It was just after sunset one day last month when veterinary surgeons Karthi and Paolo Martelli arrived at a village in Hong Kong’s New Territories with Agriculture, Fisheries and Conservation Department (AFCD) staff to tranquillise wild boars in the area and move them elsewhere.
The husband-and-wife team has spearheaded a drive since 2017 to rein in the city’s wild boar population by using a contraceptive vaccine and sterilisation.
That evening, however, they could not get started. An argument broke out between a farmer whose crops had been destroyed by boars and who wanted them removed, and a group of villagers who had been feeding the animals and insisted that they be allowed to stay.
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“We could not do anything. We just sat and watched while people were screaming at each other,” Karthi Martelli said.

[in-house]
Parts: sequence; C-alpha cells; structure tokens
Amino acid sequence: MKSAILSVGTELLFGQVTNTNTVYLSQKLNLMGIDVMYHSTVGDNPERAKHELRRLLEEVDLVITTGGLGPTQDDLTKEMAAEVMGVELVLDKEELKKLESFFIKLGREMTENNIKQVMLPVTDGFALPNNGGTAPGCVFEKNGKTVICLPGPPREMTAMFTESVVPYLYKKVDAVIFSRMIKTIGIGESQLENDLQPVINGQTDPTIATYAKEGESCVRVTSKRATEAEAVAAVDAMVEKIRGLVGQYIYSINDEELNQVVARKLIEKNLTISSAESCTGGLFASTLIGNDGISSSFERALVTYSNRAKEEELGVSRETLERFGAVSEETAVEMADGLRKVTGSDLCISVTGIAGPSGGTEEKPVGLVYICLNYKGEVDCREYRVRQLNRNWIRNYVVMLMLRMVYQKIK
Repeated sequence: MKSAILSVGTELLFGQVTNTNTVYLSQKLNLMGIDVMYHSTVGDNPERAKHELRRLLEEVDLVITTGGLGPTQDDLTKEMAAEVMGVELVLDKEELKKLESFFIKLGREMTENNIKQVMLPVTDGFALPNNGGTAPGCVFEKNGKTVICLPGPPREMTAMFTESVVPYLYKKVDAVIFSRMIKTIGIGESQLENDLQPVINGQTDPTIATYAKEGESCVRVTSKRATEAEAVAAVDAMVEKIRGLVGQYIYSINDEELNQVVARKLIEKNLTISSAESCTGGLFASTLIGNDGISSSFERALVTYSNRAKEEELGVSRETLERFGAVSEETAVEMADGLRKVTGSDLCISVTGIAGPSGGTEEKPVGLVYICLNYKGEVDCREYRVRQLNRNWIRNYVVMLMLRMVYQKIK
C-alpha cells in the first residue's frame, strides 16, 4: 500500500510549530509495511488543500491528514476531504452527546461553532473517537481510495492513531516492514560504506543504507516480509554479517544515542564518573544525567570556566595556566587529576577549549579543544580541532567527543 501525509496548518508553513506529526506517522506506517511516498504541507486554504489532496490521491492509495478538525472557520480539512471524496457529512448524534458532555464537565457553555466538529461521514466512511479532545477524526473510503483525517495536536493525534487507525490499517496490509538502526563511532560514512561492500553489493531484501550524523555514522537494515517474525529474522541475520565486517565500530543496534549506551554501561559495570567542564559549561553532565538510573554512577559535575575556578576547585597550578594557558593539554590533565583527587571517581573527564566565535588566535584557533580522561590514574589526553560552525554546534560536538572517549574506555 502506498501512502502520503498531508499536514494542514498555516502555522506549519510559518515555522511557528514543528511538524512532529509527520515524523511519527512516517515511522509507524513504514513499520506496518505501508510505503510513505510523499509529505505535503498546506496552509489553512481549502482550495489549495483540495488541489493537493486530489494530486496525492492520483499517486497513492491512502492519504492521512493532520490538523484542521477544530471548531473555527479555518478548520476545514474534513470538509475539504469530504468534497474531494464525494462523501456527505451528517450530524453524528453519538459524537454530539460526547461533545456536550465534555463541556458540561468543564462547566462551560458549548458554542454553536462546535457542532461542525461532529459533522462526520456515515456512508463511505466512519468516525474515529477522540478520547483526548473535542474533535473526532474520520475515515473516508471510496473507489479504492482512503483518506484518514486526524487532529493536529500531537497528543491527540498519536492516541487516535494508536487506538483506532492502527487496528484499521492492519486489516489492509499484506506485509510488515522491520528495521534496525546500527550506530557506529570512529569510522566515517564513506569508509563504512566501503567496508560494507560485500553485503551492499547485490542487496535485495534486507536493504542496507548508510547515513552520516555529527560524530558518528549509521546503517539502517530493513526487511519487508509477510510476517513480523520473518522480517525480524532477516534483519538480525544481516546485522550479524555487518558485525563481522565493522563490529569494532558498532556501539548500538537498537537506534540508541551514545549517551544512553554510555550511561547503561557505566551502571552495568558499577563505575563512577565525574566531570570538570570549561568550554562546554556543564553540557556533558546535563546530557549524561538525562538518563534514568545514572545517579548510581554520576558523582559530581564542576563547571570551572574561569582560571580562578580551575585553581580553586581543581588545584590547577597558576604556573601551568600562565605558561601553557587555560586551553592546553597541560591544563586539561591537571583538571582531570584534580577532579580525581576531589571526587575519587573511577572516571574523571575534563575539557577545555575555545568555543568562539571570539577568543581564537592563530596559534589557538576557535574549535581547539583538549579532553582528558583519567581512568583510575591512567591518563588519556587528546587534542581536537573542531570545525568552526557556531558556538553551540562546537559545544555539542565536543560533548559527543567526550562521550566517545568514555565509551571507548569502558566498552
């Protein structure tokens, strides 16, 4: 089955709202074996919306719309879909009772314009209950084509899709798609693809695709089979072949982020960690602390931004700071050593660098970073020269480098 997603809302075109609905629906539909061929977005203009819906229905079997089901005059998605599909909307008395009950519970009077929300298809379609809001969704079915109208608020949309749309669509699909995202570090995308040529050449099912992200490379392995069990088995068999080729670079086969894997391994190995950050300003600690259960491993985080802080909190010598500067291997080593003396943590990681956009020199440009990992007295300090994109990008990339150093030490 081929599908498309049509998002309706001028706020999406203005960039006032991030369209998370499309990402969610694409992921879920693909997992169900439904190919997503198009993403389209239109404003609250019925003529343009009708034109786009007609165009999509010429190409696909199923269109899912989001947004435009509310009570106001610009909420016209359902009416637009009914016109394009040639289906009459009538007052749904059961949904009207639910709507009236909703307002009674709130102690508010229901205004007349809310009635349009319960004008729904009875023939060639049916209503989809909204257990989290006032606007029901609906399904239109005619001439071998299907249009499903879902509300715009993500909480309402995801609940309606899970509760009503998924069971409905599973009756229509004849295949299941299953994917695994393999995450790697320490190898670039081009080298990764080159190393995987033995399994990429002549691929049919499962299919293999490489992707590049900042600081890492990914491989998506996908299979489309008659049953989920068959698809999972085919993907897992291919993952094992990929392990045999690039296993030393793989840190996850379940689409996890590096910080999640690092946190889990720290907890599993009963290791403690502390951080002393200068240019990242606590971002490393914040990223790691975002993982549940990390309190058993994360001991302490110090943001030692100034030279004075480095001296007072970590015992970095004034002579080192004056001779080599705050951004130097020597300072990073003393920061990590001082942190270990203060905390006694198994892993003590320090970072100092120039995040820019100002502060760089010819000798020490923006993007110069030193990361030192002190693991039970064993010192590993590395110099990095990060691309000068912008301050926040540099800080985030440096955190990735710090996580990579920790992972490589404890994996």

When both sides refused to budge, the team of about 20 called off their mission, packed up and left.
The scene that evening reflected the divide over wild boars in Hong Kong, with animal-lovers facing off against others demanding action against the animals, which they considered a nuisance and even dangerous.
Videos of wild boars venturing into urban areas have become common in recent years, including ones showing a family of boars frolicking in a fountain outside a Bank of China branch in Central and young boars riding the MTR.
Over the past decade, the number of sightings and nuisance reports involving boars rose from 225 in 2011 to 1,002 last year. There were 36 injury cases caused by wild pigs over the past 10 years, with four in five occurring since 2018. And in the first half of this year alone, authorities received 562 reports of boar sightings or them causing a nuisance.